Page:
Benghazi and Blumenthal's Baptist history

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Benghazi and Blumenthal's Baptist history

Postby Stephen Fox » Thu Oct 22, 2015 7:22 pm

http://www.theatlantic.com/politics/arc ... al/394406/

Sidney Blumenthal name has repeatedly come up in Ben Ghazi hearings.

He was near the phone when I called the Wash Post in 84 and I may have talked to him about the New Republic piece he wrote on Pressler and the fundamentalist takeover of the Southern Baptist Convention. His colleague Tom Edsall was in Atlanta for the 88 convention and I talked to Tom there after he met my Dad and Bill Self.

Blumenthal knew the underbelly of the SBC and what Paul Pressleer was up to. I still want to talk to Billl Moyers on Blumentha's insight into the 48 Senate race in Texas between LBJ and Coke Stevenson who ran with Pressler's crowd. Sidney corrected Robert Caro and I'm convinced unwittingly nailed the origins of Pressler's obsession with the SBC!
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Re: Benghazi and Blumenthal's Baptist history

Postby Ed Pettibone » Fri Oct 23, 2015 12:01 pm

Stephen Fox wrote:http://www.theatlantic.com/politics/archive/2015/05/on-the-frenzy-over-sidney-blumenthal/394406/

Sidney Blumenthal name has repeatedly come up in Ben Ghazi hearings.

He was near the phone when I called the Wash Post in 84 and I may have talked to him about the New Republic piece he wrote on Pressler and the fundamentalist takeover of the Southern Baptist Convention. His colleague Tom Edsall was in Atlanta for the 88 convention and I talked to Tom there after he met my Dad and Bill Self.

Blumenthal knew the underbelly of the SBC and what Paul Pressleer was up to. I still want to talk to Billl Moyers on Blumentha's insight into the 48 Senate race in Texas between LBJ and Coke Stevenson who ran with Pressler's crowd. Sidney corrected Robert Caro and I'm convinced unwittingly nailed the origins of Pressler's obsession with the SBC!


Ed; Steve, what is it you hope to accomplish with your constant harangue about Pressler's involvement in the SBC takeover?

Those of us who opposed the takeover in real time know the Judge was the primary mover. To those who support the the so called resurgence he is a hero. Having read his account in (A Hill On Which To Die) I think he relishes the attention, so why feed his ego?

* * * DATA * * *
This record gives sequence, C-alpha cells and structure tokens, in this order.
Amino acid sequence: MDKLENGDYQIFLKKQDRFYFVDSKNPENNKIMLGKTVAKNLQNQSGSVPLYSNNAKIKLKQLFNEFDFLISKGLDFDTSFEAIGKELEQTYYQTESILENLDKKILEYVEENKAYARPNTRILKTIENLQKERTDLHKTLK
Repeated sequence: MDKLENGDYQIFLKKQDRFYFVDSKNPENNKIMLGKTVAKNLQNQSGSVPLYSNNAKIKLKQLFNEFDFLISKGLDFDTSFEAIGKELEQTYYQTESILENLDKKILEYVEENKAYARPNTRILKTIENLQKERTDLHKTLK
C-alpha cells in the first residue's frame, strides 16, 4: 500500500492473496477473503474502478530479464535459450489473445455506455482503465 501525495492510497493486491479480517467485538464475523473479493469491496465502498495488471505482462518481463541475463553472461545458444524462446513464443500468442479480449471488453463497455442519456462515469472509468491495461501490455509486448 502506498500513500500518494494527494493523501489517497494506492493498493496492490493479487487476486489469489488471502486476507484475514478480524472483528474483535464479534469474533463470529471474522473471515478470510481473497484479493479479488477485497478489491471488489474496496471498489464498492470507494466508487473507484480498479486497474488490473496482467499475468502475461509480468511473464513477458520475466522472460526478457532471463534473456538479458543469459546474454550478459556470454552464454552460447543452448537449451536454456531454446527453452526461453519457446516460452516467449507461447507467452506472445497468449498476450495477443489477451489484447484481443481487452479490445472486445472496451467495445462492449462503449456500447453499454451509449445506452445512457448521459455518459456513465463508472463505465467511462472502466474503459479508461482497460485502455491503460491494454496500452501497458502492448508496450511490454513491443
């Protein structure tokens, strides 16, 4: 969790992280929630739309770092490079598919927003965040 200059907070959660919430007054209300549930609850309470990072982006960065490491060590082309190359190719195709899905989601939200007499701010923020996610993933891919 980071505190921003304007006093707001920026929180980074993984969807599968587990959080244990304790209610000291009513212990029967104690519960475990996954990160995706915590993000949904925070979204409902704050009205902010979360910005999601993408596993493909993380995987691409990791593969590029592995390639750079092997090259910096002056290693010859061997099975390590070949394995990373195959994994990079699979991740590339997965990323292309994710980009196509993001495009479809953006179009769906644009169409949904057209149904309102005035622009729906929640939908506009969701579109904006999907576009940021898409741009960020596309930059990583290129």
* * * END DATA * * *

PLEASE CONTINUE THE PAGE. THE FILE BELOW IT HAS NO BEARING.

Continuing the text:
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Re: Benghazi and Blumenthal's Baptist history

Postby David Flick » Fri Oct 23, 2015 11:37 pm

Stephen Fox wrote:http://www.theatlantic.com/politics/arc ... al/394406/

Sidney Blumenthal name has repeatedly come up in Ben Ghazi hearings.

He was near the phone when I called the Wash Post in 84 and I may have talked to him about the New Republic piece he wrote on Pressler and the fundamentalist takeover of the Southern Baptist Convention. His colleague Tom Edsall was in Atlanta for the 88 convention and I talked to Tom there after he met my Dad and Bill Self.

Blumenthal knew the underbelly of the SBC and what Paul Pressleer was up to. I still want to talk to Billl Moyers on Blumentha's insight into the 48 Senate race in Texas between LBJ and Coke Stevenson who ran with Pressler's crowd. Sidney corrected Robert Caro and I'm convinced unwittingly nailed the origins of Pressler's obsession with the SBC!
    Ed Pettibone wrote:Ed; Steve, what is it you hope to accomplish with your constant harangue about Pressler's involvement in the SBC takeover?

    *Those of us who opposed the takeover in real time know the Judge was the primary mover. To those who support the the so called resurgence he is a hero. Having read his account in (A Hill On Which To Die) I think he relishes the attention, so why feed his ego?

        *I'm of the opinion that not only does Pressler relish the attention, which feed his ego, but Fox relishes the attention of rattling off names of people, entities, and places, which feeds his ego...
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Re: Benghazi and Blumenthal's Baptist history

Postby Sandy » Mon Oct 26, 2015 3:11 pm

Nothing in the discussion having to do with Benghazi, except Stephen's use of it to grab attention. Blumenthal isn't Baptist. Doesn't seem there's much to discuss here.

No FBC Spartanburg mention or Billy Graham. Hmm. :wink:
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Flick, Moyers and Pettibone

Postby Stephen Fox » Wed Oct 28, 2015 3:40 pm

I mainge Flick and Pettibone have similar reservations about Bill Moyers speaking this fall in tribute to James Dunn's legacy. There are new insights and revisions all along about what Pressler wrought, the latest being Robert Wuthnow's Rough Country. Flick and Pettibone have said their peace. A multitude of others including Moyers and myself continue to be amazed at how Pressler's poison continues to infect the national discourse.
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Moyers event

Postby Stephen Fox » Wed Oct 28, 2015 4:08 pm

Here is 2006; another coming soon

http://www.wfu.edu/wfunews/2006/030106m.html
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Re: Flick, Moyers and Pettibone

Postby Ed Pettibone » Wed Oct 28, 2015 7:01 pm

Stephen Fox wrote:I mainge Flick and Pettibone have similar reservations about Bill Moyers speaking this fall in tribute to James Dunn's legacy. There are new insights and revisions all along about what Pressler wrought, the latest being Robert Wuthnow's Rough Country. Flick and Pettibone have said their peace. A multitude of others including Moyers and myself continue to be amazed at how Pressler's poison continues to infect the national discourse.